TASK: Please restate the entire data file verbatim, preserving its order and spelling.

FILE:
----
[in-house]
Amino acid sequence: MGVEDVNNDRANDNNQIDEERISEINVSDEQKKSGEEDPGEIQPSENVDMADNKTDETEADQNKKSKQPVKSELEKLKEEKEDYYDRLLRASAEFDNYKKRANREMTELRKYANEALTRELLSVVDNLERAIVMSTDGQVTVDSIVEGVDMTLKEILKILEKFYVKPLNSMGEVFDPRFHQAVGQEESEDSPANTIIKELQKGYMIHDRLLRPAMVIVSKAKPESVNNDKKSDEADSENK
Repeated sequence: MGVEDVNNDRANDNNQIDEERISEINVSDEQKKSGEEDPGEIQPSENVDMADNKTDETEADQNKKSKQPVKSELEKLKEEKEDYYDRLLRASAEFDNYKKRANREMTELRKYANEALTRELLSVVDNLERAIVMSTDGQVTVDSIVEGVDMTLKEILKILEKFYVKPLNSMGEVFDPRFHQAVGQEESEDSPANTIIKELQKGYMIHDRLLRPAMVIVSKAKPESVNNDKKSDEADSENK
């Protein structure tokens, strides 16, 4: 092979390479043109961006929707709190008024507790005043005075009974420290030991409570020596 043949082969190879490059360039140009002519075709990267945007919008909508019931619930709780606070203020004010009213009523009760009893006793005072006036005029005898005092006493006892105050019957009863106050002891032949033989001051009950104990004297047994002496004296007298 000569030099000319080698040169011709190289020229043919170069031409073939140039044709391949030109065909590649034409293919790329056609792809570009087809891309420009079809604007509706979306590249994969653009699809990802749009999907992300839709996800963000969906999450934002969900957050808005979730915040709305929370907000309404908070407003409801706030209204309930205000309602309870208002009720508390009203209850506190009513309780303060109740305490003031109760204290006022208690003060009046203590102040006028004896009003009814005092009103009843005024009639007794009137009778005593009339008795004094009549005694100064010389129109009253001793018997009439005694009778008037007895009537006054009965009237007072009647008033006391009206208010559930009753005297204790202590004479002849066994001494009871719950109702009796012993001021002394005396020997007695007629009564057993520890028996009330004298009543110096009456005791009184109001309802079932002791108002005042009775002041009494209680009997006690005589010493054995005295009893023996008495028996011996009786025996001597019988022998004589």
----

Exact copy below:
[in-house]
Amino acid sequence: MGVEDVNNDRANDNNQIDEERISEINVSDEQKKSGEEDPGEIQPSENVDMADNKTDETEADQNKKSKQPVKSELEKLKEEKEDYYDRLLRASAEFDNYKKRANREMTELRKYANEALTRELLSVVDNLERAIVMSTDGQVTVDSIVEGVDMTLKEILKILEKFYVKPLNSMGEVFDPRFHQAVGQEESEDSPANTIIKELQKGYMIHDRLLRPAMVIVSKAKPESVNNDKKSDEADSENK
Repeated sequence: MGVEDVNNDRANDNNQIDEERISEINVSDEQKKSGEEDPGEIQPSENVDMADNKTDETEADQNKKSKQPVKSELEKLKEEKEDYYDRLLRASAEFDNYKKRANREMTELRKYANEALTRELLSVVDNLERAIVMSTDGQVTVDSIVEGVDMTLKEILKILEKFYVKPLNSMGEVFDPRFHQAVGQEESEDSPANTIIKELQKGYMIHDRLLRPAMVIVSKAKPESVNNDKKSDEADSENK
């Protein structure tokens, strides 16, 4: 092979390479043109961006929707709190008024507790005043005075009974420290030991409570020596 043949082969190879490059360039140009002519075709990267945007919008909508019931619930709780606070203020004010009213009523009760009893006793005072006036005029005898005092006493006892105050019957009863106050002891032949033989001051009950104990004297047994002496004296007298 000569030099000319080698040169011709190289020229043919170069031409073939140039044709391949030109065909590649034409293919790329056609792809570009087809891309420009079809604007509706979306590249994969653009699809990802749009999907992300839709996800963000969906999450934002969900957050808005979730915040709305929370907000309404908070407003409801706030209204309930205000309602309870208002009720508390009203209850506190009513309780303060109740305490003031109760204290006022208690003060009046203590102040006028004896009003009814005092009103009843005024009639007794009137009778005593009339008795004094009549005694100064010389129109009253001793018997009439005694009778008037007895009537006054009965009237007072009647008033006391009206208010559930009753005297204790202590004479002849066994001494009871719950109702009796012993001021002394005396020997007695007629009564057993520890028996009330004298009543110096009456005791009184109001309802079932002791108002005042009775002041009494209680009997006690005589010493054995005295009893023996008495028996011996009786025996001597019988022998004589």